1. A project's environmental management plan (EMP) consists of the set of mitigation, monitoring, and institutional measures to be taken during implementation and operation to eliminate adverse environmental and social impacts, offset them, or reduce them to acceptable levels. The plan also includes the actions needed to implement these measures.1 Management plans are essential elements of EA reports for Category A projects; for many Category B projects, the EA may result in a management plan only. To prepare a management plan, the borrower and its EA design team (a) identify the set of responses to potentially adverse impacts; (b) determine requirements for ensuring that those responses are made effectively and in a timely manner; and (c) describe the means for meeting those requirements.2 More specifically, the EMP includes the following components.
2. The EMP identifies feasible and cost-effective measures that may reduce potentially significant adverse environmental impacts to acceptable levels. The plan includes compensatory measures if mitigation measures are not feasible, cost-effective, or sufficient. Specifically, the EMP
(a) identifies and summarizes all anticipated significant adverse environmental impacts (including those involving indigenous people or involuntary resettlement);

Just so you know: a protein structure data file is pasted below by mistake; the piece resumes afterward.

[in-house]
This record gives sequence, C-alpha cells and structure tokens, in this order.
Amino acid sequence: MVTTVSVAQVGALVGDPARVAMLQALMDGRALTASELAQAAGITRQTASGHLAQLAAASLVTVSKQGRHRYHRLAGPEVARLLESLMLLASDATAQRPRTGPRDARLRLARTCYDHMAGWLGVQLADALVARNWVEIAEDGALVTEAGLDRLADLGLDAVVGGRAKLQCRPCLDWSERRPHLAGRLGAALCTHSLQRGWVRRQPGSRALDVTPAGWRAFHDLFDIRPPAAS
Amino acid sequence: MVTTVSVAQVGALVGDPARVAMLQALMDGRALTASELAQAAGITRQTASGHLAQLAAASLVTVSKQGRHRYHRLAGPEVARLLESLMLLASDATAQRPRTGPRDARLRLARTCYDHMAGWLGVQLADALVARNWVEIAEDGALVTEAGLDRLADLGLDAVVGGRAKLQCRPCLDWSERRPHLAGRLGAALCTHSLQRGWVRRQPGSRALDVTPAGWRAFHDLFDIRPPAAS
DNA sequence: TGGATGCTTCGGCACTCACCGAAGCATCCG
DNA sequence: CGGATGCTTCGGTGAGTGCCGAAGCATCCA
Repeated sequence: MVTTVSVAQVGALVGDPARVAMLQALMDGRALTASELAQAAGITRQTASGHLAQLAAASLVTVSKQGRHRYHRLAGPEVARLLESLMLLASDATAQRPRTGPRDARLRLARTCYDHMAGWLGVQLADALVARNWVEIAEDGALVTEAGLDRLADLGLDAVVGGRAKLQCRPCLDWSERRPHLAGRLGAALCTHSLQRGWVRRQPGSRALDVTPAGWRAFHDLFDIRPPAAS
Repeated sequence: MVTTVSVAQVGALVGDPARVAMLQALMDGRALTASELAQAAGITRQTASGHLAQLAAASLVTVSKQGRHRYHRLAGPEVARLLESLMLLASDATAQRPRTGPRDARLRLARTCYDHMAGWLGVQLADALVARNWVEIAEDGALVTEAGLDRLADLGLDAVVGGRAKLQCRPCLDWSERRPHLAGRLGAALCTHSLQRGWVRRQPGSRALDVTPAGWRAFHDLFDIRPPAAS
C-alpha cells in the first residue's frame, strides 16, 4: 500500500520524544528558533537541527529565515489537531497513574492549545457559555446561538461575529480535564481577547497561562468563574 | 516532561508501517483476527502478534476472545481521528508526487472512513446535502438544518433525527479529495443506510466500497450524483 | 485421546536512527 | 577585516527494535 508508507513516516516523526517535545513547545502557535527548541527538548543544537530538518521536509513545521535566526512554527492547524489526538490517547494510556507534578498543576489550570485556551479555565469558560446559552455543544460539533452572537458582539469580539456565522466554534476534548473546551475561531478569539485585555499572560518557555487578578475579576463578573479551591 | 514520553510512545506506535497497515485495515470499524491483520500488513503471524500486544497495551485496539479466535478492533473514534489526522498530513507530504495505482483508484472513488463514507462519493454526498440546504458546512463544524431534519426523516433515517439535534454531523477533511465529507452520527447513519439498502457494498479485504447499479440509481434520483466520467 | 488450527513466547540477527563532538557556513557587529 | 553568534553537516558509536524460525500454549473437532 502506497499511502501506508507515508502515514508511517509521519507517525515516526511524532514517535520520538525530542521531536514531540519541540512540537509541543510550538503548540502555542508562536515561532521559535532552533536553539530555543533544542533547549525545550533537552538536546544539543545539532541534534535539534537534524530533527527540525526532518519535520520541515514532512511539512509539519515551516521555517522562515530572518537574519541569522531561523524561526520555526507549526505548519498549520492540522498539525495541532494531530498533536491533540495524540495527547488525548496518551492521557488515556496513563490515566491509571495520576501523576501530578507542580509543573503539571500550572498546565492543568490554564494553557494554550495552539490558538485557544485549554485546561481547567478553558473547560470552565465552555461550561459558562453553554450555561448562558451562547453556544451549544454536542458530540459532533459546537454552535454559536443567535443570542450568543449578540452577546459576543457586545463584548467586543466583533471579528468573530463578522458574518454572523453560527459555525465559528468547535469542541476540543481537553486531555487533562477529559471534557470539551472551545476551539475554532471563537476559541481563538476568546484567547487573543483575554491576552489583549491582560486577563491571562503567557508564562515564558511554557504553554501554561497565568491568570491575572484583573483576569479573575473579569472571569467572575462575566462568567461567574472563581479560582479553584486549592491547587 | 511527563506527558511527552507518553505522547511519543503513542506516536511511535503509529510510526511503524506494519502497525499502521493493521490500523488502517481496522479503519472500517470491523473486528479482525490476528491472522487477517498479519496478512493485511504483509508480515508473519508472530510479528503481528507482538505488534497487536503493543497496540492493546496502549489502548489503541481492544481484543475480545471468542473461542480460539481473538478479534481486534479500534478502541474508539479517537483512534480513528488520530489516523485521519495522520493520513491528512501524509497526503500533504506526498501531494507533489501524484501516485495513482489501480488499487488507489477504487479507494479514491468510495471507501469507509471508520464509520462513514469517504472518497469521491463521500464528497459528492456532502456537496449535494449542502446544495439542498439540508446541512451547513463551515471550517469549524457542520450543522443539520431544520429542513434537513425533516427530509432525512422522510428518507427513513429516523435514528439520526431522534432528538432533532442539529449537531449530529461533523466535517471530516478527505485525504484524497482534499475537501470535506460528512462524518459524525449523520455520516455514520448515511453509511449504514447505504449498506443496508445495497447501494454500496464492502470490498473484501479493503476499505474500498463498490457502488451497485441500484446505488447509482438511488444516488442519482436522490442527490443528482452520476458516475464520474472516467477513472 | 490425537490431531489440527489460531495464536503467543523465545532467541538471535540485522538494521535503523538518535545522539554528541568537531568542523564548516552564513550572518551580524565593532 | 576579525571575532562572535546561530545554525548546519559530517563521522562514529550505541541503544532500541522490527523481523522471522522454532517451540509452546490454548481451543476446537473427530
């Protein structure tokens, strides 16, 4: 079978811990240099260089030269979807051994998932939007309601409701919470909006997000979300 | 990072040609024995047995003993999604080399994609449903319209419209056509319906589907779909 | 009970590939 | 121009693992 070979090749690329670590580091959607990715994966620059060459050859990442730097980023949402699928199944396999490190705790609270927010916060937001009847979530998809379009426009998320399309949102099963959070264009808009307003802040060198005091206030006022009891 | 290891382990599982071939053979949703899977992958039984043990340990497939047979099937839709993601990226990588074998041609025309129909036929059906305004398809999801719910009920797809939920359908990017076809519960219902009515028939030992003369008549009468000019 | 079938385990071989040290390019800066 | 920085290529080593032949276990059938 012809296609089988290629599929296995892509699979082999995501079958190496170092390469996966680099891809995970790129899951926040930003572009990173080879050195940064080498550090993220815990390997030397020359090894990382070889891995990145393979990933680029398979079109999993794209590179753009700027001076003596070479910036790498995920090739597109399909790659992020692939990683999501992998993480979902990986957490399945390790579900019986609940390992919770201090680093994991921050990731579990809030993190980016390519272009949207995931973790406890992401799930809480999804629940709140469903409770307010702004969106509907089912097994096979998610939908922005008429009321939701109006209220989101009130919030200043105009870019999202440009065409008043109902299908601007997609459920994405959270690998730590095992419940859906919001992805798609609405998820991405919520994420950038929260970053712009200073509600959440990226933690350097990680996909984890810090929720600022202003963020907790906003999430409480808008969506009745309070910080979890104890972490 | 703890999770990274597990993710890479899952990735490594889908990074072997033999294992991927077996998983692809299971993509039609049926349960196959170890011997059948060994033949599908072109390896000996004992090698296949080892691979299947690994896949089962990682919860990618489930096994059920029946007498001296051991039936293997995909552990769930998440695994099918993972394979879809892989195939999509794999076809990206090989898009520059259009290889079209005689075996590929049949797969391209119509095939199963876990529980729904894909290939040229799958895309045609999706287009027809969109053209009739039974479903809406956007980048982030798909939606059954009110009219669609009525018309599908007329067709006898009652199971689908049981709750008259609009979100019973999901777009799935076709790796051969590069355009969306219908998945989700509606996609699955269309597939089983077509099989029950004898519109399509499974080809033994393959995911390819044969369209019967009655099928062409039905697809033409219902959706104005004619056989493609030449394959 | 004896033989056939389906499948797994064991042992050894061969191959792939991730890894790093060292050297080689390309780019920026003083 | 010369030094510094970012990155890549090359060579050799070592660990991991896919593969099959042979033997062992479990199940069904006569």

(b) describes--with technical details--each mitigation measure, including the type of impact to which it relates and the conditions under which it is required (e.g., continuously or in the event of contingencies), together with designs, equipment descriptions, and operating procedures, as appropriate;
(c) estimates any potential environmental impacts of these measures; and
(d) provides linkage with any other mitigation plans (e.g., for involuntary resettlement, indigenous peoples, or cultural property) required for the project.
3. Environmental monitoring during project implementation provides information about key environmental aspects of the project, particularly the environmental impacts of the project and the effectiveness of mitigation measures. Such information enables the borrower and the Bank to evaluate the success of mitigation as part of project supervision, and allows corrective action to be taken when needed. Therefore, the EMP identifies monitoring objectives and specifies the type of monitoring, with linkages to the impacts assessed in the EA report and the mitigation measures described in the EMP. Specifically, the monitoring section of the EMP provides(a) a specific description, and technical details, of monitoring measures, including the parameters to be measured, methods to be used, sampling locations, frequency of measurements, detection limits (where appropriate), and definition of thresholds that will signal the need for corrective actions; and (b) monitoring and reporting procedures to (i) ensure early detection of conditions that necessitate particular mitigation measures, and (ii) furnish information on the progress and results of mitigation.